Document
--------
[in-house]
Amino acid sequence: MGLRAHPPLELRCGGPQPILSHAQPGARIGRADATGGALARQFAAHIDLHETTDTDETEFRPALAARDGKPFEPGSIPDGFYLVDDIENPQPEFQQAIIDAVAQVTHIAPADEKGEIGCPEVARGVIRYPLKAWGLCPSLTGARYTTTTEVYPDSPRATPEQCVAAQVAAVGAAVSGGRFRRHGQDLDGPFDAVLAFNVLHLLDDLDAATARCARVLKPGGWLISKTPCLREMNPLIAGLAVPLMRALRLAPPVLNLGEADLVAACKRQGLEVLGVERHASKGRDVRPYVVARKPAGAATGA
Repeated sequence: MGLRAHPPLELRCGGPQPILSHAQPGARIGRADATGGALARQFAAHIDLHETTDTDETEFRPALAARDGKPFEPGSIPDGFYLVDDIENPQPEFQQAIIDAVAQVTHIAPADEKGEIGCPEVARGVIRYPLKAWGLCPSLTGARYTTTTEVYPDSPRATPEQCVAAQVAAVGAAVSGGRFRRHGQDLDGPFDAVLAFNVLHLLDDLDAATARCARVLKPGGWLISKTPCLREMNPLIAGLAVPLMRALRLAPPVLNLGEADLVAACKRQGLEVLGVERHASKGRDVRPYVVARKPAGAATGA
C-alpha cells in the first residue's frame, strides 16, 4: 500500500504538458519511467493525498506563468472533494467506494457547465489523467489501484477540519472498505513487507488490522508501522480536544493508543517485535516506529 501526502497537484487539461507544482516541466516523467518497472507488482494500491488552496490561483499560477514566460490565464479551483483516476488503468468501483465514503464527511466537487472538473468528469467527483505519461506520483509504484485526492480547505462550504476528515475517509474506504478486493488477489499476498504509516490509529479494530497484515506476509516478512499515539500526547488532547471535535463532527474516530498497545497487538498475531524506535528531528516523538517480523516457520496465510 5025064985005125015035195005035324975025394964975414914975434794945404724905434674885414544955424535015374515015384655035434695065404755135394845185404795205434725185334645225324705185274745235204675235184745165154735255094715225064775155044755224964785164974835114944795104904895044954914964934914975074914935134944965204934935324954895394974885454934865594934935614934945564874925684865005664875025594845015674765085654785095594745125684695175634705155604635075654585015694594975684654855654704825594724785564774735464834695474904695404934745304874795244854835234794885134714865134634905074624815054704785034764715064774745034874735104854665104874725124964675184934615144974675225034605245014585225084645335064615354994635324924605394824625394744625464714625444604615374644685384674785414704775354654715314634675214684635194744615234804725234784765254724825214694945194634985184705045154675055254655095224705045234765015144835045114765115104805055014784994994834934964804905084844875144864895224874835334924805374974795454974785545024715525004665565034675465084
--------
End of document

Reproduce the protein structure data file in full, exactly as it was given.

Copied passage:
[in-house]
Amino acid sequence: MGLRAHPPLELRCGGPQPILSHAQPGARIGRADATGGALARQFAAHIDLHETTDTDETEFRPALAARDGKPFEPGSIPDGFYLVDDIENPQPEFQQAIIDAVAQVTHIAPADEKGEIGCPEVARGVIRYPLKAWGLCPSLTGARYTTTTEVYPDSPRATPEQCVAAQVAAVGAAVSGGRFRRHGQDLDGPFDAVLAFNVLHLLDDLDAATARCARVLKPGGWLISKTPCLREMNPLIAGLAVPLMRALRLAPPVLNLGEADLVAACKRQGLEVLGVERHASKGRDVRPYVVARKPAGAATGA
Repeated sequence: MGLRAHPPLELRCGGPQPILSHAQPGARIGRADATGGALARQFAAHIDLHETTDTDETEFRPALAARDGKPFEPGSIPDGFYLVDDIENPQPEFQQAIIDAVAQVTHIAPADEKGEIGCPEVARGVIRYPLKAWGLCPSLTGARYTTTTEVYPDSPRATPEQCVAAQVAAVGAAVSGGRFRRHGQDLDGPFDAVLAFNVLHLLDDLDAATARCARVLKPGGWLISKTPCLREMNPLIAGLAVPLMRALRLAPPVLNLGEADLVAACKRQGLEVLGVERHASKGRDVRPYVVARKPAGAATGA
C-alpha cells in the first residue's frame, strides 16, 4: 500500500504538458519511467493525498506563468472533494467506494457547465489523467489501484477540519472498505513487507488490522508501522480536544493508543517485535516506529 501526502497537484487539461507544482516541466516523467518497472507488482494500491488552496490561483499560477514566460490565464479551483483516476488503468468501483465514503464527511466537487472538473468528469467527483505519461506520483509504484485526492480547505462550504476528515475517509474506504478486493488477489499476498504509516490509529479494530497484515506476509516478512499515539500526547488532547471535535463532527474516530498497545497487538498475531524506535528531528516523538517480523516457520496465510 5025064985005125015035195005035324975025394964975414914975434794945404724905434674885414544955424535015374515015384655035434695065404755135394845185404795205434725185334645225324705185274745235204675235184745165154735255094715225064775155044755224964785164974835114944795104904895044954914964934914975074914935134944965204934935324954895394974885454934865594934935614934945564874925684865005664875025594845015674765085654785095594745125684695175634705155604635075654585015694594975684654855654704825594724785564774735464834695474904695404934745304874795244854835234794885134714865134634905074624815054704785034764715064774745034874735104854665104874725124964675184934615144974675225034605245014585225084645335064615354994635324924605394824625394744625464714625444604615374644685384674785414704775354654715314634675214684635194744615234804725234784765254724825214694945194634985184705045154675055254655095224705045234765015144835045114765115104805055014784994994834934964804905084844875144864895224874835334924805374974795454974785545024715525004665565034675465084